ORONO, Maine — Hospitals are eliminating positions. National retail chains are reporting layoffs. Paper mills are closing.
It’s enough to put a scare into any college student getting ready to look for a summer internship or job, as University of Maine juniors Toby Poirier and James Morin were doing Wednesday morning at the UMaine annual Career Fair.
Dressed in suits and ties, the two Lewiston natives made notes in their career fair programs about the companies with which they wanted to meet and from whom they planned to get information. The biology majors are both interested in the health care profession.
“Anything related to health, insurance, medicine, I even talked to the Army about their health care team,” Morin said. “There’s a lot of avenues, and I guess that’s what I’m expecting from the career fair.”
Around 1,000 students were expected to attend the daylong fair, which featured companies and organizations from Maine and beyond. UMaine Career Center director Patty Counihan said 116 employers signed up although 18 canceled because of the impending snowstorm.
The UMaine fair’s numbers are down — Counihan said last year 149 companies signed up — but the UM fair experienced less of a decline than other fairs around New England.
Counihan said there is a general unease among students about the job market, but that unease might motivate students to get an early start on job or internship searches. A larger-than-average group of 75 students attended a resume review day last week, she added.
“I think they’re being serious about it,” Counihan said. “They know they need to work at it. … Many of these companies do have full-time jobs available. Just because they’re laying off from this sector doesn’t mean they aren’t hiring in that sector.”
UMaine’s Bodwell Center for Service and Volunteerism had a table at the fair for the first time to help promote civic organizations that offer employment, stipends or volunteer opportunities such as AmeriCorps-VISTA, Peace Corps, Penquis and Heifer International.
Rockland native Dianne Grade found last year that attending the career fair can lead directly to a job. As a UMaine senior, Grade spoke with Falmouth-based Tyler Technologies at the 2008 fair. This year, she returned as a Tyler employee helping human resources representative Missy Poole recruit for the software development company.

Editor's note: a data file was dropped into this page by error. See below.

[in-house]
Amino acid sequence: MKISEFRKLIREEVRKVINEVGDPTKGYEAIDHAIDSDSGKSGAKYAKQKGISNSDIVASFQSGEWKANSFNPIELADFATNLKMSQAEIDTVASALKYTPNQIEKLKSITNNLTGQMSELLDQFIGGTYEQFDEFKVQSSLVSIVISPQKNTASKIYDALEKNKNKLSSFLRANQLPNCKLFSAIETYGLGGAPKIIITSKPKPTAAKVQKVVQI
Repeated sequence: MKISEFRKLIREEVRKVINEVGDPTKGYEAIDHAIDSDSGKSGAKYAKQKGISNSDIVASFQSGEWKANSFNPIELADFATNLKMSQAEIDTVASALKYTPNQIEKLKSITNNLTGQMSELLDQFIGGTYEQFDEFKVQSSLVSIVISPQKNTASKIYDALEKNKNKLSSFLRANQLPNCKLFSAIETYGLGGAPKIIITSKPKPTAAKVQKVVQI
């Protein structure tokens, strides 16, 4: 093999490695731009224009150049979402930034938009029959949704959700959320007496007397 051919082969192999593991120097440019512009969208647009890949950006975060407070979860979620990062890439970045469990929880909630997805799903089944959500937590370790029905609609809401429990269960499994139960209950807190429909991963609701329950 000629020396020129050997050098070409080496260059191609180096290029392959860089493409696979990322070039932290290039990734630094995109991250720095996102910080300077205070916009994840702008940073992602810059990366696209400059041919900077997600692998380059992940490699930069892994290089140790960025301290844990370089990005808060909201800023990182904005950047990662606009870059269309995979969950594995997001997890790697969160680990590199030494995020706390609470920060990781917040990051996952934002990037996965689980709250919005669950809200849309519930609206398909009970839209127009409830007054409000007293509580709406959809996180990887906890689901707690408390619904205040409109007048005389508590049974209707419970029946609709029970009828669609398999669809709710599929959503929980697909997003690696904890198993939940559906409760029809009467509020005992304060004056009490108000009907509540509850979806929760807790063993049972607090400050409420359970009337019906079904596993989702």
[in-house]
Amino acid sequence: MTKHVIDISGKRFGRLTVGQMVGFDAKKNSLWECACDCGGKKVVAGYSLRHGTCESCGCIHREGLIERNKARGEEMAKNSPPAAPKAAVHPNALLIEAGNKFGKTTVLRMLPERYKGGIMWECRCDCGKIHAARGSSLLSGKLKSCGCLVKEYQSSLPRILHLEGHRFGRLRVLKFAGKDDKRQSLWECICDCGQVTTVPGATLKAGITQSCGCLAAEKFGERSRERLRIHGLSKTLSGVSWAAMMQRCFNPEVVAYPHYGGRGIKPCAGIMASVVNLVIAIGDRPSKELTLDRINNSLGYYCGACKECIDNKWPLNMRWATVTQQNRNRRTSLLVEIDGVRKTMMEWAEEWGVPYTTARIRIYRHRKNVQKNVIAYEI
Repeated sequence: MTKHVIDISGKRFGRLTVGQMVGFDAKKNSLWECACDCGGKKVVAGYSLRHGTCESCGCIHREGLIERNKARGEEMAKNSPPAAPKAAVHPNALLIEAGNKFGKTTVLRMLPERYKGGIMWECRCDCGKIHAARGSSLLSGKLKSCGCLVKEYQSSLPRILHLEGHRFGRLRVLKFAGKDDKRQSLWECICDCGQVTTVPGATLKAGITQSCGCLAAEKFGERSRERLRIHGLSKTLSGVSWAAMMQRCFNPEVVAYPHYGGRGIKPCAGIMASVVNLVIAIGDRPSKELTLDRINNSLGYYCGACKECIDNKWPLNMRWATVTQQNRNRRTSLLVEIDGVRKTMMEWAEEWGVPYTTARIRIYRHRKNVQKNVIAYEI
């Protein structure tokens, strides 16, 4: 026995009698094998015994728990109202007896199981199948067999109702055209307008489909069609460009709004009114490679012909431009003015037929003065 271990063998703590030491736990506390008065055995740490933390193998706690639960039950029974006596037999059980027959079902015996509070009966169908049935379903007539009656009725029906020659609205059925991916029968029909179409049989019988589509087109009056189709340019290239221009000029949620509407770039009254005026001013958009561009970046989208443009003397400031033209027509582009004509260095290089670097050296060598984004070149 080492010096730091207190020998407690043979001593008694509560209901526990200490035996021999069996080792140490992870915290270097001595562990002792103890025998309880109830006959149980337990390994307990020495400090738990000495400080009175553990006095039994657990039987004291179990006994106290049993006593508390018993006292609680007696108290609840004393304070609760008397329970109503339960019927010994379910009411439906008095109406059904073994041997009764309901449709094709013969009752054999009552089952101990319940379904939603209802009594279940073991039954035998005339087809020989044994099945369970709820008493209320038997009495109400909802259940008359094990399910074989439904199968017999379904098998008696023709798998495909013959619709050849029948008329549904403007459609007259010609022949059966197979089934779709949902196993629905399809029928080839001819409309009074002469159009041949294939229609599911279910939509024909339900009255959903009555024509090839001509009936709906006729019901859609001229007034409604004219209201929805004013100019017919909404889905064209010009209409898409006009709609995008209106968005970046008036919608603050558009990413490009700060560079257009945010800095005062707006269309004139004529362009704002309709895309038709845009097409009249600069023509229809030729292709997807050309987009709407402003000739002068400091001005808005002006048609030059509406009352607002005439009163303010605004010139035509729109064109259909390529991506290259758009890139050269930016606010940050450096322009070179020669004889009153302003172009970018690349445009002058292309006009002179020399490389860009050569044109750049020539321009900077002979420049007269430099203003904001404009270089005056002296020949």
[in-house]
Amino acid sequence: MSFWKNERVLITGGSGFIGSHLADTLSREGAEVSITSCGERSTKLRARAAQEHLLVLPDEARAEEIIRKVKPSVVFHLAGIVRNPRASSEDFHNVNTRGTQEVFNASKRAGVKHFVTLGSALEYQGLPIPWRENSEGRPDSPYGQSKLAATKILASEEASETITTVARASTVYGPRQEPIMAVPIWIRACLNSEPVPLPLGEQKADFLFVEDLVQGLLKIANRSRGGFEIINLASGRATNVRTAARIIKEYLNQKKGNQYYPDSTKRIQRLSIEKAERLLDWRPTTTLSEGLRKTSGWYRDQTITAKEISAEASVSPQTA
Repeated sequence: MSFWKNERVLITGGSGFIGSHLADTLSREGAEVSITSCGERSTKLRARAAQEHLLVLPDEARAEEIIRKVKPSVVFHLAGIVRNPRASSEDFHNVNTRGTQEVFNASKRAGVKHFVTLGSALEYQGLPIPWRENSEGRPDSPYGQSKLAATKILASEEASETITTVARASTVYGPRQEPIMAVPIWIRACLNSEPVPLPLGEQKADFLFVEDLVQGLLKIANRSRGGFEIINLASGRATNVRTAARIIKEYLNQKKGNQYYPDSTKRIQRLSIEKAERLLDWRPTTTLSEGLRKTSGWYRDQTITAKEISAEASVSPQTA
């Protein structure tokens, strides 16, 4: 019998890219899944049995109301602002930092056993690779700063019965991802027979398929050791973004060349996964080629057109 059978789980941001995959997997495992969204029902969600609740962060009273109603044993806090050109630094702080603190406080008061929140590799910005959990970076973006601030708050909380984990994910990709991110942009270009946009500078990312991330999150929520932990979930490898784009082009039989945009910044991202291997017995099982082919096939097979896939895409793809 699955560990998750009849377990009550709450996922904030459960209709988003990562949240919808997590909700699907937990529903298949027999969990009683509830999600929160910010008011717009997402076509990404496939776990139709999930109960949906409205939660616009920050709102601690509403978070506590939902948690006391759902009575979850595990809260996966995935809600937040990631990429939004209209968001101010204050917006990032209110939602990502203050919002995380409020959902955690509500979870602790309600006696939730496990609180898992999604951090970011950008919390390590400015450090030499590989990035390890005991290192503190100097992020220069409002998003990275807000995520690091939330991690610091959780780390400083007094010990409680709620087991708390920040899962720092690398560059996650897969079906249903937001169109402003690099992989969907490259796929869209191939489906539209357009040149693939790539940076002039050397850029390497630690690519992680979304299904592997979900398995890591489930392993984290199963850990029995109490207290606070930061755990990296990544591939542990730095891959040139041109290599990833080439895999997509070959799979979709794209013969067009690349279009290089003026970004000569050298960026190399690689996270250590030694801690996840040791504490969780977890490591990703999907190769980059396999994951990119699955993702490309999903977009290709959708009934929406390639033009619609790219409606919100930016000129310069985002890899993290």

“My advice to students would be to take advantage of the opportunities you have in school to differentiate yourself,” said Grade, a consultant who trains clients on the Tyler software. “Get involved in outside activities. Make contacts. Create those relationships while you’re in school.”
Internships are an increasingly popular way to connect to a job. The Fort Kent-based Irving Woodlands LLC was seeking five paid summer interns to serve as foresters, said Cameron Rust of the company’s human resources department. Last summer, Rust said, three summer interns were hired on as full-time foresters.
“Our company has been around for a long time,” Rust said. “We’re going to go through a rough patch, but we’re always looking at the long term.”
One of Toby Poirier’s career fair stops was Mayo Regional Hospital in Dover-Foxcroft. Ken Porter, the hospital’s director of human resources, said he knows the news isn’t good, but Mayo is looking for registered nurses, nurse practitioners, physician’s assistants, and physical and occupational therapists.
“Health care is a good place to be in, although we’re seeing some scary headlines these days,” Proctor said. “I still think the health care profession in the long term is a pretty solid industry.”
Still, Morin and Poirier are worried. They both plan to attend medical school someday, but it’s hard to ignore the headlines, including Tuesday’s announcement that Eastern Maine Medical Center in Bangor was eliminating 76 jobs.
“We picked health care because we thought it was one of the most secure industries in the country,” Morin said. “When we continue to see these hospitals laying people off, it makes you feel like nothing really is all that secure anymore.”